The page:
This week a friend and I went to see the movie “Trumbo,” about the multi-Oscar winning screenwriter who was imprisoned and blacklisted for holding unpopular opinions in the 1950s.
Trumbo spent his blacklisted years writing screenplays behind fronts or with pseudonyms and actually won one of his Academy Awards (for “The Brave One”) under the pen name “Robert Rich.”
At the end of “Trumbo,” an old film interview with the real Dalton Trumbo was shown in which he said that if he ever obtained the gold Oscar statuette for “Brave One,” he would give it to his daughter, who like the other members of his family paid a high price when they were scraping by financially and living under a cloud.
The audience in the theatre burst into spontaneous applause, something I have never seen happen before except in a theatre filled with film students. It was a nice display of admiration for Trumbo’s courage. Courage is not often seen and it has always amazed me how little it takes to decalcify the backbones of some folks.
Years ago, the cost of Nevada’s state workers injury insurance plan for businesses was kept artificially low for a long time in order to reduce pressure to turn it over to the private sector. The result was that businesses in Nevada got a long term break on injury insurance fees. Another result was that eventually the unfunded liabilities of the program were running sky high and the program had to be “reformed” – often a term for sticking it to the public. The Nevada Legislature did the job mostly at the expense of the workers, not the businesses that had gotten the breaks in fees. One of the few who had the courage to stand up to the business community was Clark County Assemblymember Chris Giunchigliani, who led the fight to try to get workers a better deal.
When the whole thing was over, one of Giunchigliani’s fellow Democrats stood up on in the Assembly hall and all but apologized for her fellow Democrats who had abandoned her.
What amazed me at the time was what was at stake – mere Assembly seats in which the members serve two year terms. It’s not like they had U.S. Senate seats on the line. If such a minor office could collapse them at business’s feet so early in their careers, what likelihood is there that they will have any nerve when it really counts on, say, questions of war or peace ten or twenty years down the road? Which, of course, is what happened in 2002.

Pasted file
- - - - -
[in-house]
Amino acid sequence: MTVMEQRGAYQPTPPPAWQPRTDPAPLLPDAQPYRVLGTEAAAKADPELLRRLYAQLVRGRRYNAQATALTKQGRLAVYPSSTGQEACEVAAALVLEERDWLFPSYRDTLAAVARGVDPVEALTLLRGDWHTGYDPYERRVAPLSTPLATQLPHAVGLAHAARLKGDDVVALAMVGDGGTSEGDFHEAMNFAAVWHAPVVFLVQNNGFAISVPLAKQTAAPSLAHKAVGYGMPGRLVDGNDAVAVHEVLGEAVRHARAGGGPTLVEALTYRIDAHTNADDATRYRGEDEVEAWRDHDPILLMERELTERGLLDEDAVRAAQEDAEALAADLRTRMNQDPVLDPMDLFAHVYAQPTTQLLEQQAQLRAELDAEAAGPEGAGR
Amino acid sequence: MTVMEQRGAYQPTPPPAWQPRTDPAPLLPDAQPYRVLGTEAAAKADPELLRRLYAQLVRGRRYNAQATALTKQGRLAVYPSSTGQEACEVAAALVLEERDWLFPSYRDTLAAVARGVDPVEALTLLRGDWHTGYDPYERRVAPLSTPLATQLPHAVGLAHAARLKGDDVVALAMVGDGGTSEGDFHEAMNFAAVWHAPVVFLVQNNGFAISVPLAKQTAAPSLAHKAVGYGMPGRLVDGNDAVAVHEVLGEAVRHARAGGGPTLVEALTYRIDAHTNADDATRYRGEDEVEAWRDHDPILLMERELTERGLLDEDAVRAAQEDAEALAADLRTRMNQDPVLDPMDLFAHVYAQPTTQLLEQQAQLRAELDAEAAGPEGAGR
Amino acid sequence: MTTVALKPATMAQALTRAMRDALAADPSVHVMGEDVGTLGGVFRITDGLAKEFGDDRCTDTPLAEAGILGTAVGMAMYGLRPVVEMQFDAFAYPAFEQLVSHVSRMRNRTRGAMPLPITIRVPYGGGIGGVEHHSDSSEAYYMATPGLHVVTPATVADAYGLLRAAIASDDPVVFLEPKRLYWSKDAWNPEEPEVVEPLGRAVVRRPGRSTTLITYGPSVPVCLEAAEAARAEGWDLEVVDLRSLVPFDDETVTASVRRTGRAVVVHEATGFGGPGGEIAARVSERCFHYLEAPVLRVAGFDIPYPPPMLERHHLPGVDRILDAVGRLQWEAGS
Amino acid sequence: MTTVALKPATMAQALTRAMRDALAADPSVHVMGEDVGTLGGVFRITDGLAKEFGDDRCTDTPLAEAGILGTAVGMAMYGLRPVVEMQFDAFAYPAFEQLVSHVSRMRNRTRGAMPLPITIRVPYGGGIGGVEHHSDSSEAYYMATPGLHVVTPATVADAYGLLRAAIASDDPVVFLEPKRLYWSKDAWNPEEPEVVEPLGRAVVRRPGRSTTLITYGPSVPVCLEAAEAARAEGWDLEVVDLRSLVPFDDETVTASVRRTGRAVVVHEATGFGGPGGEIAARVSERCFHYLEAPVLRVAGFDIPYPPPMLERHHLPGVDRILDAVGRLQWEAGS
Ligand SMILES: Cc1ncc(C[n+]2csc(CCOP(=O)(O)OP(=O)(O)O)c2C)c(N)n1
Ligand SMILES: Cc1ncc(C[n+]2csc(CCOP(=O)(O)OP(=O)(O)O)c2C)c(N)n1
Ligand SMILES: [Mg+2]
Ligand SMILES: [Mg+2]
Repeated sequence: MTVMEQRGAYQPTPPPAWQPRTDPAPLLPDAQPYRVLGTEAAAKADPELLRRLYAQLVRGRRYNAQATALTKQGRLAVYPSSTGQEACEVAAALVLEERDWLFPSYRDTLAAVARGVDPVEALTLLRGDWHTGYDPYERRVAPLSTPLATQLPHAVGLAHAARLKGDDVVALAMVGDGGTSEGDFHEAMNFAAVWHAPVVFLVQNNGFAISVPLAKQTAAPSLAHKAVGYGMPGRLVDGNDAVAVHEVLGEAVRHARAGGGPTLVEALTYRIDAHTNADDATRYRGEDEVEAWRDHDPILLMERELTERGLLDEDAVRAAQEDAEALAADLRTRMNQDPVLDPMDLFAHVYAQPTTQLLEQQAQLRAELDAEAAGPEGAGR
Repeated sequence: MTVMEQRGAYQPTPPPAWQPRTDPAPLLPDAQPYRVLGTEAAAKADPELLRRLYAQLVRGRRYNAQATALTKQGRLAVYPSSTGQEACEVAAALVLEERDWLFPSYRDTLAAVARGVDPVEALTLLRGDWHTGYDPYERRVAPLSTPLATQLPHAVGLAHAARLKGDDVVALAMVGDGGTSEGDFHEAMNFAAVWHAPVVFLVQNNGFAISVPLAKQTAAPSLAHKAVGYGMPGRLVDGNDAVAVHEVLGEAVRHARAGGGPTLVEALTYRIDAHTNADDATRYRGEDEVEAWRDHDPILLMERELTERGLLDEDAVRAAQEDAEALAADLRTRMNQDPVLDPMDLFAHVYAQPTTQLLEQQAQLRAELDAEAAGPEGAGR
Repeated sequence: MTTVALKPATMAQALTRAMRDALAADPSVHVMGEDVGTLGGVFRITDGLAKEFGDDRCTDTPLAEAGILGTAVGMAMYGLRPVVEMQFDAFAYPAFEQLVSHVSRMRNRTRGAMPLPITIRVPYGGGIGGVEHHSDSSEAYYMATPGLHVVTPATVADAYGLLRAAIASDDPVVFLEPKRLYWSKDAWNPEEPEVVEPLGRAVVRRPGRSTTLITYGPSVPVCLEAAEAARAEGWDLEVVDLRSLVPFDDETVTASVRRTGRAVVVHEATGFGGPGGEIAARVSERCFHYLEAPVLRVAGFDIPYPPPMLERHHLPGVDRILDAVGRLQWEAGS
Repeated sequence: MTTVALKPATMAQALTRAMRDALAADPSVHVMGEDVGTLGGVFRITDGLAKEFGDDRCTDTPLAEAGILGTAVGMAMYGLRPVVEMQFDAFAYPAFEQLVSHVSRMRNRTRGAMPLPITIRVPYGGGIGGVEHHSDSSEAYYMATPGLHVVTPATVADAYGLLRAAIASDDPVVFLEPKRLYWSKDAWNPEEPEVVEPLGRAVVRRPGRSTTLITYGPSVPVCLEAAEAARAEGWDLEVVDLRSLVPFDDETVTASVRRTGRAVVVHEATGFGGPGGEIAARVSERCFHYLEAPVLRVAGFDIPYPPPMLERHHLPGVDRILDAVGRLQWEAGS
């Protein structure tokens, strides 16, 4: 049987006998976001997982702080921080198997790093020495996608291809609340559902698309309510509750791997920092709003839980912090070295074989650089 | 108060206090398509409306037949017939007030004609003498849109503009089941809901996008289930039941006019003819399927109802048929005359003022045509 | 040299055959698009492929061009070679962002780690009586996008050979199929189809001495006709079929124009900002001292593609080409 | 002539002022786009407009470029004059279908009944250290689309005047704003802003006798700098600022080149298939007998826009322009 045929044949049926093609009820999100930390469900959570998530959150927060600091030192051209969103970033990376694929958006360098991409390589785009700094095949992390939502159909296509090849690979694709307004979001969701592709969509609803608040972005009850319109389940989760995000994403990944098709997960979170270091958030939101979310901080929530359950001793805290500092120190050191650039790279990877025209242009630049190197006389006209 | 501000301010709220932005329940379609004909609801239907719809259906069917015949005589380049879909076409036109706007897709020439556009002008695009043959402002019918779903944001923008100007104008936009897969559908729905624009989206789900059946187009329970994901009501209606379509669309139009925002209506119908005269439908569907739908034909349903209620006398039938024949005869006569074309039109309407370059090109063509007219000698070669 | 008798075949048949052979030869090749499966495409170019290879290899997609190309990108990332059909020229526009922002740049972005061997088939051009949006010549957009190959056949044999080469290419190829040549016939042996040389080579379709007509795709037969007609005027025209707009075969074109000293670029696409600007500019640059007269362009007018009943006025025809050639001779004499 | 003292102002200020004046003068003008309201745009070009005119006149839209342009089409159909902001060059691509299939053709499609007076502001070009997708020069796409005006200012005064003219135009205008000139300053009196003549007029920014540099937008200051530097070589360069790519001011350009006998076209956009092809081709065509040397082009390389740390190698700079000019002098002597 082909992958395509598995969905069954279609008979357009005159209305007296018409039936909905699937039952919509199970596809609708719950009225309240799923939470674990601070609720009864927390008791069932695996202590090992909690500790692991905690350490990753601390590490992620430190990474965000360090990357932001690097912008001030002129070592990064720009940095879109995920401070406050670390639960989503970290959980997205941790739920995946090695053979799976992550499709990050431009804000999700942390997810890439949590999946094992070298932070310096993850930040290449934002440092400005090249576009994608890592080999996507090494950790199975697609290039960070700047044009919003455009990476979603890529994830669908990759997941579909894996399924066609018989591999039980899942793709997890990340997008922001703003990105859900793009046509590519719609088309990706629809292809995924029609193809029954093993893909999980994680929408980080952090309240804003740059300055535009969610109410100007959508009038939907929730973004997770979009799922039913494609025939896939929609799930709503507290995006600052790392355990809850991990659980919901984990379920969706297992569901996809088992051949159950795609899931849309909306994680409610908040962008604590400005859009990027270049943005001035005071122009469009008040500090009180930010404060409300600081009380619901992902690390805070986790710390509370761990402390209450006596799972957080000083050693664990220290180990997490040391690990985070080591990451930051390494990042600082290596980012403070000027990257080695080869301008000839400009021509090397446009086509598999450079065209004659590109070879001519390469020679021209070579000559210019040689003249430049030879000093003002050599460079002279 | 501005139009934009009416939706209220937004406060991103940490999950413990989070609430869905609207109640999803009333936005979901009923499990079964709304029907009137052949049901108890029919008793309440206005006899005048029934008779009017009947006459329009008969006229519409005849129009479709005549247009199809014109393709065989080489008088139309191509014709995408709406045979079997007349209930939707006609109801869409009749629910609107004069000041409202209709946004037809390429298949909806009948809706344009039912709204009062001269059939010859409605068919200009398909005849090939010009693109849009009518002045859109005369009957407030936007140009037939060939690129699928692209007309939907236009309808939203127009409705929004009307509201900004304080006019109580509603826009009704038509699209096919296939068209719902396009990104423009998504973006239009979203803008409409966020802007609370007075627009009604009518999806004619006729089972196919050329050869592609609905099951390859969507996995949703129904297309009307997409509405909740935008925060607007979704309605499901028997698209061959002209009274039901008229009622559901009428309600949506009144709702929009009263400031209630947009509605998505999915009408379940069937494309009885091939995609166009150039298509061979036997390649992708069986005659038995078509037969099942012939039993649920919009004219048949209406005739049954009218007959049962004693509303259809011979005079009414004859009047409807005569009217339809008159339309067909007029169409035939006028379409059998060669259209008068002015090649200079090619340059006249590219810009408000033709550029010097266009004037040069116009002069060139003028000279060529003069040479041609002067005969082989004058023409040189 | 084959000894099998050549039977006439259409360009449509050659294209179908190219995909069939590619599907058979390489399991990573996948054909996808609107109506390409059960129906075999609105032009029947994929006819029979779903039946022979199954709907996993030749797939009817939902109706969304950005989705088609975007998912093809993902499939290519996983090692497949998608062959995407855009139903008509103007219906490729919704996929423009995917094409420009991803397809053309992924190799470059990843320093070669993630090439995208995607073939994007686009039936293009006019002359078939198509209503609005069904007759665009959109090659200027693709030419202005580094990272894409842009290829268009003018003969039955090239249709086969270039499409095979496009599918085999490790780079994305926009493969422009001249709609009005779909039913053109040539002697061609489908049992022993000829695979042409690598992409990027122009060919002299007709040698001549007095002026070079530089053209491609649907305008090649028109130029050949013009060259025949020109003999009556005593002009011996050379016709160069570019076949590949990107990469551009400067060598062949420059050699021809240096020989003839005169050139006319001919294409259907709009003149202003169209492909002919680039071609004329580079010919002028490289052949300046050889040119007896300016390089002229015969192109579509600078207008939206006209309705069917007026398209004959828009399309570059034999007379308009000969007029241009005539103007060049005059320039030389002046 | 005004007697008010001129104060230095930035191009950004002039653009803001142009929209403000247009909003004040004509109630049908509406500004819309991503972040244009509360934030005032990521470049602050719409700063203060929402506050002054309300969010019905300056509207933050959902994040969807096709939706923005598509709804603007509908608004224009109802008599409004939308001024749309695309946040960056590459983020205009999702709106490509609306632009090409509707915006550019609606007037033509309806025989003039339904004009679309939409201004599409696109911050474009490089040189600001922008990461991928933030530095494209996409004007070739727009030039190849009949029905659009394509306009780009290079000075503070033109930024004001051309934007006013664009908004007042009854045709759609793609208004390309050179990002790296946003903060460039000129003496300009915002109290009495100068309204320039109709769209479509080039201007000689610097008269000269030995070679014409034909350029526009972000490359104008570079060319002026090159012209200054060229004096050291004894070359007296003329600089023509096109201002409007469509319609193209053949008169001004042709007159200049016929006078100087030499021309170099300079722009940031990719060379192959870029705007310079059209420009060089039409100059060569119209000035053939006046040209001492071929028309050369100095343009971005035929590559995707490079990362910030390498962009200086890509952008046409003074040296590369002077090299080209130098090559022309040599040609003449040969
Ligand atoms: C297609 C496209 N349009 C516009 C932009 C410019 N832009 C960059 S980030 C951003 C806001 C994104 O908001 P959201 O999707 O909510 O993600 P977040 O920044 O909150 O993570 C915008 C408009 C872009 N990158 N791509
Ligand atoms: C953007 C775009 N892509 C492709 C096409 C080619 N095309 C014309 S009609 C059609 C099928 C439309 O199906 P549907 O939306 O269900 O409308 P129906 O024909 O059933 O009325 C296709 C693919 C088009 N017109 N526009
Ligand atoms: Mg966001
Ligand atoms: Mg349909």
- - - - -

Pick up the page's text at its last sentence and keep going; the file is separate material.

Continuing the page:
When Congress voted for war in Iraq on October 16, 2002, there were surely some in Congress who had reservations. Hillary Clinton, for instance, as a campaign worker for George McGovern in 1972, certainly knew the hazards of congressional resolutions that turn presidents loose with war powers.
Yet those members of Congress did not demand to see the proof of weapons of mass destruction as a condition of their votes for war. Too timid to face down George Bush’s post-September 11 popularity, most of them caved in and went along, leading the country into the flypaper fiasco that has pulled us deeper and deeper into that regional morass.
While watching the “Trumbo” movie, I recalled another inexplicable failure of courage during the McCarthy era. In June 1951 U.S. Sen. Joseph McCarthy launched a vicious attack on Gen. George C. Marshall, secretary of state, secretary of defense and Nobel Peace Prize winner. One of Marshall’s close friends was Dwight Eisenhower. The next year Eisenhower, the Republican nominee for president, traveled to McCarthy’s home state of Wisconsin determined to speak out in defense of Marshall and to condemn McCarthy’s tactics as “the way freedom must not defend itself.” When it came time for Eisenhower to deliver the speech, he caved in and dropped the Marshall paragraphs from his text.
There was virtually no risk to Eisenhower. He was a war hero campaigning for president and all but certain to win. Not once during the campaign did he lose his lead in the polls. Yet when given a choice between defending a friend or not, Eisenhower wilted!
Trumbo had a lot to lose, and he risked it and lost it. A gorgeous country home, the peace of mind of his family, even his personal freedom for a time went out of his life because he would not say the words government wanted him to say.
I recommend the movie to readers as an example of qualities we seldom see in our leaders.
Dennis Myers is an award winning journalist who has reported on Nevada’s capital, government and politics for several decades. He has also served as Nevada’s chief deputy secretary of state.